Editorial Note (August, 20th 2021): This article addresses the concerns of social behavioral issues and separation anxiety that some dog owners have observed as the world continues to recover from the global pandemic, COVID-19. This guide to socializing pandemic pups was reviewed by our panel of licensed veterinarians.
Dog adoptions during COVID-19
If you adopted a ‘pandemic pup’ during quarantine, trust us, you aren’t alone — in fact, a staggering 3 million people were estimated to have adopted a pet during COVID-19. With most people working and living from home, it provided ample time to raise and care for a puppy.
But now that some pet owners are going back to work or school, they’re noticing that their dogs are having a hard time adjusting to a new routine. On top of that, if pups were adopted in 2020 or early 2021, they’re likely heading into the challenging ‘teenager’ phase of doghood at the same time.
Early socialization is vital to a puppy’s development, but COVID-19 and social distancing prevented many pet owners from exploring and trying new experiences with their pup. Most of these dogs spent lots of time indoors with their owners and families — Now that they’re experiencing more of the outside world, it can be very overwhelming. Social activities that seem like no big deal to us humans — meeting new dogs, interacting with strangers on the street, or even visiting the vet — can be stressful on a dog with little early socialization.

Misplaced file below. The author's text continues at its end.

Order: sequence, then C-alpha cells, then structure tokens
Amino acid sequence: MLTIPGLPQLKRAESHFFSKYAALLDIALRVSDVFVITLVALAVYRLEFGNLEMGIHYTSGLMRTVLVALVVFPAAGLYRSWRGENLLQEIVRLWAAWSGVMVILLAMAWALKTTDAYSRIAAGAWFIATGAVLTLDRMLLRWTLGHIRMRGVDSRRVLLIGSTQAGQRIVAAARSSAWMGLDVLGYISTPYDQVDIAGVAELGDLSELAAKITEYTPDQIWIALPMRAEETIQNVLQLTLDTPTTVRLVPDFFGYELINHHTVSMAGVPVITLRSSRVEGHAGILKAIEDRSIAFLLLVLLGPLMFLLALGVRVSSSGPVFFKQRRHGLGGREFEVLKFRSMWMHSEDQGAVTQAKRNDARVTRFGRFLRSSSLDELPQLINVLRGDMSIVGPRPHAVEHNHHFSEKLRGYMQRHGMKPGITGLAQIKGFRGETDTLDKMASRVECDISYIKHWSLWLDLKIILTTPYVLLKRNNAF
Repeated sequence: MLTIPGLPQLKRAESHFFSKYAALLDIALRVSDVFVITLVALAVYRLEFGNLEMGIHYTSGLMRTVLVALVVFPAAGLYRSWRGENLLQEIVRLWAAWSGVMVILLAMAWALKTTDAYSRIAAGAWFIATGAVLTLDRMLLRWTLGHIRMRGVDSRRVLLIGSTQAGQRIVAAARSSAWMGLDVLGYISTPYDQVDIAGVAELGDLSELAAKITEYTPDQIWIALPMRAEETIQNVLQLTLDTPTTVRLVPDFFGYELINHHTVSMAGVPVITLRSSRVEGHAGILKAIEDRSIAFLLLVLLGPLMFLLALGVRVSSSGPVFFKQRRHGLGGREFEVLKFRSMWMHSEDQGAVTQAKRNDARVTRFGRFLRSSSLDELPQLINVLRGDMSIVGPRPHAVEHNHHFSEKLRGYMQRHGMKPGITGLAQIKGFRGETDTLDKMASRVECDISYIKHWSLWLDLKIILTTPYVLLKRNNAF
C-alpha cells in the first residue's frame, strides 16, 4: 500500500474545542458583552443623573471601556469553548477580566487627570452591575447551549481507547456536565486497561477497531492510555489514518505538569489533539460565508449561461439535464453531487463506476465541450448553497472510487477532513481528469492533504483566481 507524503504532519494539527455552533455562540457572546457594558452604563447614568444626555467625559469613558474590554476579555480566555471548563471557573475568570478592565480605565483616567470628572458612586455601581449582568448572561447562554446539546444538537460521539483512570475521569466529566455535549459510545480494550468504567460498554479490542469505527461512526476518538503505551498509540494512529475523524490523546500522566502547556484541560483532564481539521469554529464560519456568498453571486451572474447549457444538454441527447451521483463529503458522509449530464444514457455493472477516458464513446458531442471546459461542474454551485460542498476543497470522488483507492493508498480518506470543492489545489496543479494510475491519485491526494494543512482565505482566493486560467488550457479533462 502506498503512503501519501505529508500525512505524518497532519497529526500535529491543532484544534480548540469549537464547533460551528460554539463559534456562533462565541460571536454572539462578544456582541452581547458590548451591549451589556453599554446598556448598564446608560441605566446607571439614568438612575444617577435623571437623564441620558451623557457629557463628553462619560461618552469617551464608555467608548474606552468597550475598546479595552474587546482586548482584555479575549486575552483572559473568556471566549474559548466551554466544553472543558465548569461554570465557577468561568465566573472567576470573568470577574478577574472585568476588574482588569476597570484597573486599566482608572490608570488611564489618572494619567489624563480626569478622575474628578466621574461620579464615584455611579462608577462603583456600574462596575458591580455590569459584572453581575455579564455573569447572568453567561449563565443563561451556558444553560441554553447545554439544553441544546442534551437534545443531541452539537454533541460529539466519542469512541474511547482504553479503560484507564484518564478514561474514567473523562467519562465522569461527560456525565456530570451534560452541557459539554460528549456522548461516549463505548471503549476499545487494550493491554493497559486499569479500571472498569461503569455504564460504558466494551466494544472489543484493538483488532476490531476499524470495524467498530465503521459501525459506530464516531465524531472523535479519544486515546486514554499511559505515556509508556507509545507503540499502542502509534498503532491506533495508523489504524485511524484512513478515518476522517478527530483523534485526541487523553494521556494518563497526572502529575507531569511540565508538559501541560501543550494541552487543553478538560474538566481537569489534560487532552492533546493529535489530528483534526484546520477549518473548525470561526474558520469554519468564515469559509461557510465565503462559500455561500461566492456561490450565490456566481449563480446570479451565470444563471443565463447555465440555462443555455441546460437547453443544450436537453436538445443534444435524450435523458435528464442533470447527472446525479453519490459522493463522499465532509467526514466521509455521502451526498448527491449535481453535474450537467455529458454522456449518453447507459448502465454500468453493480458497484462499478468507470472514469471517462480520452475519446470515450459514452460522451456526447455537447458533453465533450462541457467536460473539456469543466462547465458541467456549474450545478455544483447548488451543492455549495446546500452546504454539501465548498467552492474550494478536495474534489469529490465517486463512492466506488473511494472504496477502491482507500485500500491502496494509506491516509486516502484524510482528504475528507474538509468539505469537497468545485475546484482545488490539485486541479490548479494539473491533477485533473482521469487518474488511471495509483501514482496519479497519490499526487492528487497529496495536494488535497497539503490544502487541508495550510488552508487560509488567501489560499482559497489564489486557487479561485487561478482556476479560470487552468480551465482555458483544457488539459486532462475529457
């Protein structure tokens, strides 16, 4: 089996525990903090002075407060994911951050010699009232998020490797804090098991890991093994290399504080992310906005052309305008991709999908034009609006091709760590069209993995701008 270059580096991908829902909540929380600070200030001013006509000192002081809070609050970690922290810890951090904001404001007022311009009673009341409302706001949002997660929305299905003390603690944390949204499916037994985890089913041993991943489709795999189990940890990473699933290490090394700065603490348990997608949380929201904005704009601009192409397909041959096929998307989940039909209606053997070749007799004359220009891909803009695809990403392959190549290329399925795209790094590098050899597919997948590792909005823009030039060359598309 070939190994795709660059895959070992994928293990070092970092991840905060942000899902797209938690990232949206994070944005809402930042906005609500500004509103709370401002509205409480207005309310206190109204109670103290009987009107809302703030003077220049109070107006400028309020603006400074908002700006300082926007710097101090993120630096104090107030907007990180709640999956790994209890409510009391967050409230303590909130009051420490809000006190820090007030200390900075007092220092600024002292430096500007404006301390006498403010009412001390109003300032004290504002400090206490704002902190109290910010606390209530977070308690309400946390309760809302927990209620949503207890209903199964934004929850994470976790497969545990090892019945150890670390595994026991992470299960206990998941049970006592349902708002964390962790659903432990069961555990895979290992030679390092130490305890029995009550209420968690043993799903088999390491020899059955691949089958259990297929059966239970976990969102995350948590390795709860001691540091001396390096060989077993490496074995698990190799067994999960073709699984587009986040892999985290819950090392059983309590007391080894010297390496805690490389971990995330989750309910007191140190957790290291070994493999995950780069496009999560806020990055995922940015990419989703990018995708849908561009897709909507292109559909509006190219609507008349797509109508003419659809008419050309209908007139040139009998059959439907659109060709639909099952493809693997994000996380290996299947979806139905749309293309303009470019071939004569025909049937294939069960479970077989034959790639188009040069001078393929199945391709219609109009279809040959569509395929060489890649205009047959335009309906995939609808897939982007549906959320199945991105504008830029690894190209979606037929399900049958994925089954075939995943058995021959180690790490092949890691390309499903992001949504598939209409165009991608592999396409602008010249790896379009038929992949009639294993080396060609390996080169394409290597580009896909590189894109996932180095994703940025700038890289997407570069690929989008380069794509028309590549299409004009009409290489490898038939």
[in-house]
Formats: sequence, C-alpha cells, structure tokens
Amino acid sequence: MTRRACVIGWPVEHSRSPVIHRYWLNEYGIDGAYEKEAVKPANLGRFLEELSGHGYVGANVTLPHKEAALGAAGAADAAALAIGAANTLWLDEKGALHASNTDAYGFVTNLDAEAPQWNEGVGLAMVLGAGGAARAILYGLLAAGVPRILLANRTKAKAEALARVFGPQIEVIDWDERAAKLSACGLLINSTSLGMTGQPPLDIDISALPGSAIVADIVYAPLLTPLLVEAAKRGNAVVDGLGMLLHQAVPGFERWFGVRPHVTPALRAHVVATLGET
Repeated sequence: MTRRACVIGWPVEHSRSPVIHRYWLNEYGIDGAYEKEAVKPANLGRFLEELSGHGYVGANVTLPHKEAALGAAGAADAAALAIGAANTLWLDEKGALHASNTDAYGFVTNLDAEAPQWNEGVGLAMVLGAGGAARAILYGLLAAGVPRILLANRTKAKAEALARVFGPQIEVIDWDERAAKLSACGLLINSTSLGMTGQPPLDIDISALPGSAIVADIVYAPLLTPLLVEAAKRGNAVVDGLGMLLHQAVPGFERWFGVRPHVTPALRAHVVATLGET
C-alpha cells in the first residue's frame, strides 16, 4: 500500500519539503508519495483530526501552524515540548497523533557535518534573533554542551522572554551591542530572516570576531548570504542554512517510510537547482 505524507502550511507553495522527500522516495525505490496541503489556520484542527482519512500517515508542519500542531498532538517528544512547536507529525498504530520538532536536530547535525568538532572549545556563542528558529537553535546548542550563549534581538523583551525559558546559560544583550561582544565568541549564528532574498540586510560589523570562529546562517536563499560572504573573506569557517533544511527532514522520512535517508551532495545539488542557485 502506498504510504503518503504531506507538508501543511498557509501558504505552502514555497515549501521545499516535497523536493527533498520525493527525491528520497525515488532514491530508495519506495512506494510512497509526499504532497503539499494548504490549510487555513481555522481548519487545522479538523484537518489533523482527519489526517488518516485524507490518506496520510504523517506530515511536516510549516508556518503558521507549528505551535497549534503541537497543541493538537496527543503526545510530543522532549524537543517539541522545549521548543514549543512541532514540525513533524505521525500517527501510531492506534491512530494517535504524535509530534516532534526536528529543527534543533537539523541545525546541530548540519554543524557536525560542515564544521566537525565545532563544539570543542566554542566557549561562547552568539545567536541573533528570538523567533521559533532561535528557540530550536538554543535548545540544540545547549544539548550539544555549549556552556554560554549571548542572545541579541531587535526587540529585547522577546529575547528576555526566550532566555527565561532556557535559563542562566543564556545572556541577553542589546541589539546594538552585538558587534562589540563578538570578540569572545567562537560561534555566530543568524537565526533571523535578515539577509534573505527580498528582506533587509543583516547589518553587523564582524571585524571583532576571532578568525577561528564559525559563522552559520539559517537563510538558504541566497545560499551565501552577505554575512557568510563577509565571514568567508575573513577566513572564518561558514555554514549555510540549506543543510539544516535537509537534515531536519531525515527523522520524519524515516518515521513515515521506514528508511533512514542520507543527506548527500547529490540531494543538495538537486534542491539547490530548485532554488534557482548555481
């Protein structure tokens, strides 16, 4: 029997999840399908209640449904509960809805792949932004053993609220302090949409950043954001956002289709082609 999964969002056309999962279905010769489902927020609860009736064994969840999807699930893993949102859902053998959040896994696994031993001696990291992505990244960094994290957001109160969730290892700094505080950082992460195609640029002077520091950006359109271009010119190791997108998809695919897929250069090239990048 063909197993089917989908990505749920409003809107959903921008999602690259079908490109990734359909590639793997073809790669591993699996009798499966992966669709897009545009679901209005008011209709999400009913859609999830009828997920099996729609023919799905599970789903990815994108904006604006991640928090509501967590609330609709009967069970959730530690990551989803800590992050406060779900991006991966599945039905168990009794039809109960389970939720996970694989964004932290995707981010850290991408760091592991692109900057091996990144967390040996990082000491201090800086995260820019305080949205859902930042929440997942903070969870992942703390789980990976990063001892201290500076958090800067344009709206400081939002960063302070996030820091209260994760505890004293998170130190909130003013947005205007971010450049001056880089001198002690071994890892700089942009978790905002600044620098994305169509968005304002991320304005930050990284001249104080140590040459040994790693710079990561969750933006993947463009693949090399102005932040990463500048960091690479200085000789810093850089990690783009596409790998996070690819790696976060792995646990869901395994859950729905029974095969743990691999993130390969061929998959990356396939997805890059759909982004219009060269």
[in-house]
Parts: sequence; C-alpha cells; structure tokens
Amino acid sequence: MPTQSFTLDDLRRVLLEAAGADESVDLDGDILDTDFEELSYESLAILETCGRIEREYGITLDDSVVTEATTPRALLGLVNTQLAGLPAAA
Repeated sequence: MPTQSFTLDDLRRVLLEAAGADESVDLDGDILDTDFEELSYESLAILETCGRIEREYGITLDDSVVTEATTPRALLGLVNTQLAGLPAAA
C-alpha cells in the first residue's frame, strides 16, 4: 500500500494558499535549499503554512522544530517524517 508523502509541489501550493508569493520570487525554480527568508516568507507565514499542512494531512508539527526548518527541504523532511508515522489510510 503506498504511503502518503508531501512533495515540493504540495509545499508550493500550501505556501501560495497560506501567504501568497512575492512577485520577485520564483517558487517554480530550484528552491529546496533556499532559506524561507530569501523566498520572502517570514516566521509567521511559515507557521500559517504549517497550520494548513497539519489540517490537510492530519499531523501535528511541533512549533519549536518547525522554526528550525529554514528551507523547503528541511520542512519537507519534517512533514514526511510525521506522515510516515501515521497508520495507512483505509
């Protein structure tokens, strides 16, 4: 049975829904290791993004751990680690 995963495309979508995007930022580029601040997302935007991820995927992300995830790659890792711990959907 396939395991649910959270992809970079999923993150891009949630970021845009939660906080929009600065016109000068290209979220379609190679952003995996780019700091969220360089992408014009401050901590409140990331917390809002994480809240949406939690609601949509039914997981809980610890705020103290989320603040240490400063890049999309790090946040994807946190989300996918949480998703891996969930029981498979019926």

Some dogs are being returned after adoption
The hard truth is a lot of owners have struggled with the effects of quarantine on their dogs. The AKC estimates that 73% of first-time dog owners who adopted a puppy during the pandemic have at least considered rehoming them or turning them into a shelter. A recent U.S. Today article also noted that, so far in 2021, owner surrenders are up by over 82% compared to 2020. That being said, these percentages show a small drop in surrenders compared to 2019.
If your dog is suffering from behavioral issues as you transition back to your pre-pandemic routine, don’t worry — your puppy (and your sanity) isn’t doomed! Here are some of the common behavioral issues seen in pandemic pups, plus some ways to help overcome them.
Common behavioral issues seen in pandemic pups